Peering continues to be an attractive interconnection arrangement. Smaller access networks that are reliant on transit have an incentive to avoid transit costs by entering into peering arrangements with each other, content providers, and edge providers. Content and edge providers have an incentive to directly interconnect with access networks, bypassing congested third-party transit providers. Large networks have an incentive to peer with other large networks, avoiding transit costs and providing quality routes for traffic. Direct interconnection through peering can result in efficiencies, quality delivery of traffic, and better management of traffic flows.
Peering policies reflect the evolution of the Internet ecosystem. Formerly a statement of peering inclination by backbone providers, now peering policies are posted by access networks, CDNs, and edge providers. The more peering furthers a business plan, the more inclined a network will be to enter into a peering arrangement. An access provider indicates that it will enter into a peering arrangement but only on the condition of cold potato routing and that traffic is delivered to specified interconnection points; a CDN indicates that, in order to further its business plan of high quality traffic delivery, it is willing to carry traffic as close end users as possible and openly enter into interconnection arrangements. Peering Policies have become statements of how providers will establish interconnection arrangements with non-equal providers.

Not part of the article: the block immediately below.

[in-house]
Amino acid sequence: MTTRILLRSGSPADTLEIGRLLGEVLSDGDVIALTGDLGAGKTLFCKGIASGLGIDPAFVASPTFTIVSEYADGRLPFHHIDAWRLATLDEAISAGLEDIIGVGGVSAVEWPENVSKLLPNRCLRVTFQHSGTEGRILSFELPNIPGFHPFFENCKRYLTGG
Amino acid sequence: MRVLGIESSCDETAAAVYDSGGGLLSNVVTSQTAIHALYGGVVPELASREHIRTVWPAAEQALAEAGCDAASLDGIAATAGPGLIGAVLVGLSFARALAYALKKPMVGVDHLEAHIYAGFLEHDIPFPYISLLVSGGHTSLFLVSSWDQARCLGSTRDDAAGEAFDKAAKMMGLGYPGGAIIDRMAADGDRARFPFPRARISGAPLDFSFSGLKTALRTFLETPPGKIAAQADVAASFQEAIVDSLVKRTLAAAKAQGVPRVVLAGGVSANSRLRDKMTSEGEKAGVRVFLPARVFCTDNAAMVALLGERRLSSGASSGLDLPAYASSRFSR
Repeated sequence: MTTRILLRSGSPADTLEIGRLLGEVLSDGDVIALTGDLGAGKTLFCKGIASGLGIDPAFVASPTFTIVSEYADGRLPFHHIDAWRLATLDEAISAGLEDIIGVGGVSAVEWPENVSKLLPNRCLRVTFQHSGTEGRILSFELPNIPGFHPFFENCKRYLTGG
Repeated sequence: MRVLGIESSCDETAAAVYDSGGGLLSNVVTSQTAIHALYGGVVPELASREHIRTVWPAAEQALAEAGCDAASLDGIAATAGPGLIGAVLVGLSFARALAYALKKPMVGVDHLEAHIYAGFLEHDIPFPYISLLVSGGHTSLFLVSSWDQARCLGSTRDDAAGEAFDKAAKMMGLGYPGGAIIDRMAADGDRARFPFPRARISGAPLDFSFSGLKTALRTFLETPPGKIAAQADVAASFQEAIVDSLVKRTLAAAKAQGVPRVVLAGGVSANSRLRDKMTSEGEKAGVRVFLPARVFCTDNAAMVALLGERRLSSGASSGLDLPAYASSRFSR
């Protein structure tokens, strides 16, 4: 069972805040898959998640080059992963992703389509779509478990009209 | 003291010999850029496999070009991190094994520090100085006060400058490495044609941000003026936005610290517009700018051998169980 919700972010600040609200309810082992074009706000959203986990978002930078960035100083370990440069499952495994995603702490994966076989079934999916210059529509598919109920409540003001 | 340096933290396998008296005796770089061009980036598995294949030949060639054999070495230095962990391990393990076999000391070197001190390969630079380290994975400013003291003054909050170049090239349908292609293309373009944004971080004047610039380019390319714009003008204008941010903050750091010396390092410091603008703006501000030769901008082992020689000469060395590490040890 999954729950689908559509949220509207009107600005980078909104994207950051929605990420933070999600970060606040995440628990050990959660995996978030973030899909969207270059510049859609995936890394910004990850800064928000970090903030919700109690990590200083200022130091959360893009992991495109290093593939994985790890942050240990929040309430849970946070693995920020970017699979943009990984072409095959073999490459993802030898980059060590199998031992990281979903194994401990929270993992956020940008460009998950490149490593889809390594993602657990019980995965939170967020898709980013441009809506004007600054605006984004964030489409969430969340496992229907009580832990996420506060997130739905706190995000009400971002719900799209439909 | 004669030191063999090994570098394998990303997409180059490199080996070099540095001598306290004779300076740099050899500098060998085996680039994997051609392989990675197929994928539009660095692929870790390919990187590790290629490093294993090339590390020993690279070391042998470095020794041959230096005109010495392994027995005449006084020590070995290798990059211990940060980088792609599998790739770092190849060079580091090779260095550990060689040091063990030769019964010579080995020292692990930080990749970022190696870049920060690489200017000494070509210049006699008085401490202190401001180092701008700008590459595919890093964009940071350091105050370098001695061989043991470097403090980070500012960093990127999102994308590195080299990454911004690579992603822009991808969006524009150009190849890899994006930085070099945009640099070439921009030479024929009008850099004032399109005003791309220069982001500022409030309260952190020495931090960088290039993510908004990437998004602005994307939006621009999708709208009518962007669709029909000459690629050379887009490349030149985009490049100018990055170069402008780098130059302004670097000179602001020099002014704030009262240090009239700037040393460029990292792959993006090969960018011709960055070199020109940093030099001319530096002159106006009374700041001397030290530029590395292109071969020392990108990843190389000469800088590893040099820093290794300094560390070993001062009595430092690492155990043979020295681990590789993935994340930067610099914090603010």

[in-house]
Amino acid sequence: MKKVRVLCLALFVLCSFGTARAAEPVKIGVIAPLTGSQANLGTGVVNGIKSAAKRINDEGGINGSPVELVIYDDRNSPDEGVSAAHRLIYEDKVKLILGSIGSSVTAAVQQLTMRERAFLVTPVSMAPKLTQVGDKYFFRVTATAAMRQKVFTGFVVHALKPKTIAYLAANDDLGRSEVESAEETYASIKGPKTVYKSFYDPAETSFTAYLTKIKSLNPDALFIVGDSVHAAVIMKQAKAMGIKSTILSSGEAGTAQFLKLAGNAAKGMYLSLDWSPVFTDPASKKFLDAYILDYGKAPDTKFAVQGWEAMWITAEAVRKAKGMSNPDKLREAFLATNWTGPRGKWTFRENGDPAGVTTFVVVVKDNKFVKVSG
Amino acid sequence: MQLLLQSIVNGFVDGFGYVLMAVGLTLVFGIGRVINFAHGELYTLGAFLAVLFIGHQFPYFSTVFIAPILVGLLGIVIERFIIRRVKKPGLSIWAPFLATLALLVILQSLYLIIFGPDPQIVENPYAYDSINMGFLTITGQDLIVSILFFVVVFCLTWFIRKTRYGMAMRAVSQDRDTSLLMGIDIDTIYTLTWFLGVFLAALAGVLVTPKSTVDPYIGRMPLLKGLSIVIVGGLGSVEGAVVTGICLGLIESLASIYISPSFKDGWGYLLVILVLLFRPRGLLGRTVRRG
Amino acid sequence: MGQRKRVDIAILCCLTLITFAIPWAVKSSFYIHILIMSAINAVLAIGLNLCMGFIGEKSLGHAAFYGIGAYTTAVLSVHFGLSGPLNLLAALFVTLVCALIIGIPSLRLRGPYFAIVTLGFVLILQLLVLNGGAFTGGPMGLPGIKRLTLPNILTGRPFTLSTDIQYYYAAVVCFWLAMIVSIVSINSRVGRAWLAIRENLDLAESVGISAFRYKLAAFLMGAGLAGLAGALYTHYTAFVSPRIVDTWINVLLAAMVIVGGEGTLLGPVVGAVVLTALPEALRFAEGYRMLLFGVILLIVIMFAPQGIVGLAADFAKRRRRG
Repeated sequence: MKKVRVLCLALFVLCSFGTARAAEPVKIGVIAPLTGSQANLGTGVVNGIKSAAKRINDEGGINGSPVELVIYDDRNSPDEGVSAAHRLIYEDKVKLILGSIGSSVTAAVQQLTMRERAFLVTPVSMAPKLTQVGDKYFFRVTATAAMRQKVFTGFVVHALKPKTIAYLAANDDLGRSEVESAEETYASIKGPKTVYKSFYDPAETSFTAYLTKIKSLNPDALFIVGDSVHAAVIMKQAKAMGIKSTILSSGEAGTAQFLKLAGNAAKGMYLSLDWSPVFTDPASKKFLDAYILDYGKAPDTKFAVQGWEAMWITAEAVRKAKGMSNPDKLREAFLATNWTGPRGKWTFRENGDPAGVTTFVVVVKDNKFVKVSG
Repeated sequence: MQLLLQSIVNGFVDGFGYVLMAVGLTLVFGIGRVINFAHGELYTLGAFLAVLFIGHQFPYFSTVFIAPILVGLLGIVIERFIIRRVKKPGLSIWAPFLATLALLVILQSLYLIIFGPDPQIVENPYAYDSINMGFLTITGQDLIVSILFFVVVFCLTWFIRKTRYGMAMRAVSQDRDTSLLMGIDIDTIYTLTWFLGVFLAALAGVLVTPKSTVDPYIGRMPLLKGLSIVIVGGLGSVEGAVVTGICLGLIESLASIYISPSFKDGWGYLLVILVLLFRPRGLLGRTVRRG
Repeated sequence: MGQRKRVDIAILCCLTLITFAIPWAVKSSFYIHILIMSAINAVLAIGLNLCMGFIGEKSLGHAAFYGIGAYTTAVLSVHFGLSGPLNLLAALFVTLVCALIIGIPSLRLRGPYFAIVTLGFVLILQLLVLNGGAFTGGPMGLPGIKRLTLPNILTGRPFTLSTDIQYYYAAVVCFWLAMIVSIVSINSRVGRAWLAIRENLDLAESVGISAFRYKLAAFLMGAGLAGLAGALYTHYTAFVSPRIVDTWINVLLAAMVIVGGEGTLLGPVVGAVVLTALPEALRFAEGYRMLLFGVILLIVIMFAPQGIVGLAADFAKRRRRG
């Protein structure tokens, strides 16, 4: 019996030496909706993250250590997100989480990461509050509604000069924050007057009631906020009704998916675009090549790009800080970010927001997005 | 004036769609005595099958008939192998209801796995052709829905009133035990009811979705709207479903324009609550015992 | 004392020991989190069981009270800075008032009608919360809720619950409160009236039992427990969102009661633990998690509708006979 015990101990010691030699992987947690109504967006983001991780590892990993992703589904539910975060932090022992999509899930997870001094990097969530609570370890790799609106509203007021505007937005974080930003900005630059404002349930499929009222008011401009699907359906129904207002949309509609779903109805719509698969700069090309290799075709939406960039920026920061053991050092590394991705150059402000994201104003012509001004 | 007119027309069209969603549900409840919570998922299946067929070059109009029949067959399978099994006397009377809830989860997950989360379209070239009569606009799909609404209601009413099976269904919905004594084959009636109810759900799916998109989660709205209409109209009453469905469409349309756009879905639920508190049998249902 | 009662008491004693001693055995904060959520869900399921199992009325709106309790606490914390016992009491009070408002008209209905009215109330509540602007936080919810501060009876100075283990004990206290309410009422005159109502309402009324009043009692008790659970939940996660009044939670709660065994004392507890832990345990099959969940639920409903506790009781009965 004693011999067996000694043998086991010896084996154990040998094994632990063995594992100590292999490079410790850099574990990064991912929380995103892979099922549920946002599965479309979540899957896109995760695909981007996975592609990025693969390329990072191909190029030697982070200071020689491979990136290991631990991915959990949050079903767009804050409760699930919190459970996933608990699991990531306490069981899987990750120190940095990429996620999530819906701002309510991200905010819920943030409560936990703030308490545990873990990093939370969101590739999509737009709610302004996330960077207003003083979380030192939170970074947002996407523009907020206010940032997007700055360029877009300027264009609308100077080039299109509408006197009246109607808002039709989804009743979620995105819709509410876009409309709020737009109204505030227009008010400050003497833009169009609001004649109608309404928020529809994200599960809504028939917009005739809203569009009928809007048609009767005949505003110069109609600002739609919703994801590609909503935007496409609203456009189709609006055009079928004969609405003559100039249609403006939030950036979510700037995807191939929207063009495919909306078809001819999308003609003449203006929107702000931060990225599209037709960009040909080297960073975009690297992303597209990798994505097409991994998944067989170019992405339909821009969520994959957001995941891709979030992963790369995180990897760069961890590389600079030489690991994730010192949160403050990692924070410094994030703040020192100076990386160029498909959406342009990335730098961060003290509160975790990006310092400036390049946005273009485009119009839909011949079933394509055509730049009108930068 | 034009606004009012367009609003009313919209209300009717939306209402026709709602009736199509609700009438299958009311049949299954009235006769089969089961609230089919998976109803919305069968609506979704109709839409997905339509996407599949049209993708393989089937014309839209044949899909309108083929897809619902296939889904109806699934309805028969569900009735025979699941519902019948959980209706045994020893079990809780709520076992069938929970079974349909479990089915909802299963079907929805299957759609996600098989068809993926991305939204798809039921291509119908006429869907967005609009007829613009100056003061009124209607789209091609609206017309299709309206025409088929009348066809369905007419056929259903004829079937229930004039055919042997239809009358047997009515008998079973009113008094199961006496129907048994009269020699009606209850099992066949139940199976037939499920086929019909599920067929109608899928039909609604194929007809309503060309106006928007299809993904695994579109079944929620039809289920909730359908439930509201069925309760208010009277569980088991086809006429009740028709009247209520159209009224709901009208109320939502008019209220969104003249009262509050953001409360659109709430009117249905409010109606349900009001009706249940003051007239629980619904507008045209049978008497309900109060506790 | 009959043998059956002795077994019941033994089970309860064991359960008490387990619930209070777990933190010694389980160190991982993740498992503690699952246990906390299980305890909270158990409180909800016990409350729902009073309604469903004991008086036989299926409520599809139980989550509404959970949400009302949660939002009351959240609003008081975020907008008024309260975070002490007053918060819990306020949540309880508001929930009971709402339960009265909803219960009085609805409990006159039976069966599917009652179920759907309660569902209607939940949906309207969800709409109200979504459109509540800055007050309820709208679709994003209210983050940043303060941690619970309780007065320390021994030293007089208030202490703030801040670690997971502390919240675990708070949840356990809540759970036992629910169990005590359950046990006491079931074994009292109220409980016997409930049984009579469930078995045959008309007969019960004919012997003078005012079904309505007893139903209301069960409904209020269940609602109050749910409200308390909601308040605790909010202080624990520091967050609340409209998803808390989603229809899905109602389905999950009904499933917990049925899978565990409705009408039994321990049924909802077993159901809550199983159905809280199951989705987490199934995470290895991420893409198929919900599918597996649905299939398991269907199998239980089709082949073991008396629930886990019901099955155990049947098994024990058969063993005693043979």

Contrast Aemen Lodhi, Natalie Larson, Amogh Dhamdhere, Constantine Dovrolis, kc claffy, Using PeeringDB to Understand the Peering Ecosystem, ACM SIGCOMM Computer Communication Review, 44(2), 20-27 (2014) (reviewing peering characteristics based on the full PeeringDB database. When Lodhi et al.'s results were sorted for the largest providers, their results were consistent with the findings of this survey.).
 Compare Lodhi at 22 ("We find that 93% of the top-100, 80% of the top-200 and 74% of the top-300 ASes from [CAIDA's] AS-rank were present in the [August 2013 PeeringDB] dataset, including all known Tier-1 and major Tier-2 ASes").